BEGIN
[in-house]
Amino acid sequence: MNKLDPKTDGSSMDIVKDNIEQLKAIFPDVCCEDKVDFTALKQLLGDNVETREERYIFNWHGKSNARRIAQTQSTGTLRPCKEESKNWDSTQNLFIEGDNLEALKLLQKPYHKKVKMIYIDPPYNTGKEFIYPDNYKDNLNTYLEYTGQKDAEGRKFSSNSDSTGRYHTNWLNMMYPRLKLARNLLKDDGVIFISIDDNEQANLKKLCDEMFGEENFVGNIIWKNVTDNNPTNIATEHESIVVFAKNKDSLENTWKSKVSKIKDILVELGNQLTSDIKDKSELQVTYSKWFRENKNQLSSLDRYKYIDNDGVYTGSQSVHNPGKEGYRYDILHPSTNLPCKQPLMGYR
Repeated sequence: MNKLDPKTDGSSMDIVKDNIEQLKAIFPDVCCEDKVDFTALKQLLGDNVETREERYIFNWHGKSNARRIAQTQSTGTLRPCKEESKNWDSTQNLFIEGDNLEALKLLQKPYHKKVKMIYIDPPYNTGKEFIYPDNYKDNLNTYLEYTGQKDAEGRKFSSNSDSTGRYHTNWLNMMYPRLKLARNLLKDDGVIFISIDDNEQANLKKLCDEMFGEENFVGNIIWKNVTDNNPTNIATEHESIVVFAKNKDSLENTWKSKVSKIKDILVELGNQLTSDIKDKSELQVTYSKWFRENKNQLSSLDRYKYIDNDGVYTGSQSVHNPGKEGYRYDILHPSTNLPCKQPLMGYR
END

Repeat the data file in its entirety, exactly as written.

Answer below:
[in-house]
Amino acid sequence: MNKLDPKTDGSSMDIVKDNIEQLKAIFPDVCCEDKVDFTALKQLLGDNVETREERYIFNWHGKSNARRIAQTQSTGTLRPCKEESKNWDSTQNLFIEGDNLEALKLLQKPYHKKVKMIYIDPPYNTGKEFIYPDNYKDNLNTYLEYTGQKDAEGRKFSSNSDSTGRYHTNWLNMMYPRLKLARNLLKDDGVIFISIDDNEQANLKKLCDEMFGEENFVGNIIWKNVTDNNPTNIATEHESIVVFAKNKDSLENTWKSKVSKIKDILVELGNQLTSDIKDKSELQVTYSKWFRENKNQLSSLDRYKYIDNDGVYTGSQSVHNPGKEGYRYDILHPSTNLPCKQPLMGYR
Repeated sequence: MNKLDPKTDGSSMDIVKDNIEQLKAIFPDVCCEDKVDFTALKQLLGDNVETREERYIFNWHGKSNARRIAQTQSTGTLRPCKEESKNWDSTQNLFIEGDNLEALKLLQKPYHKKVKMIYIDPPYNTGKEFIYPDNYKDNLNTYLEYTGQKDAEGRKFSSNSDSTGRYHTNWLNMMYPRLKLARNLLKDDGVIFISIDDNEQANLKKLCDEMFGEENFVGNIIWKNVTDNNPTNIATEHESIVVFAKNKDSLENTWKSKVSKIKDILVELGNQLTSDIKDKSELQVTYSKWFRENKNQLSSLDRYKYIDNDGVYTGSQSVHNPGKEGYRYDILHPSTNLPCKQPLMGYR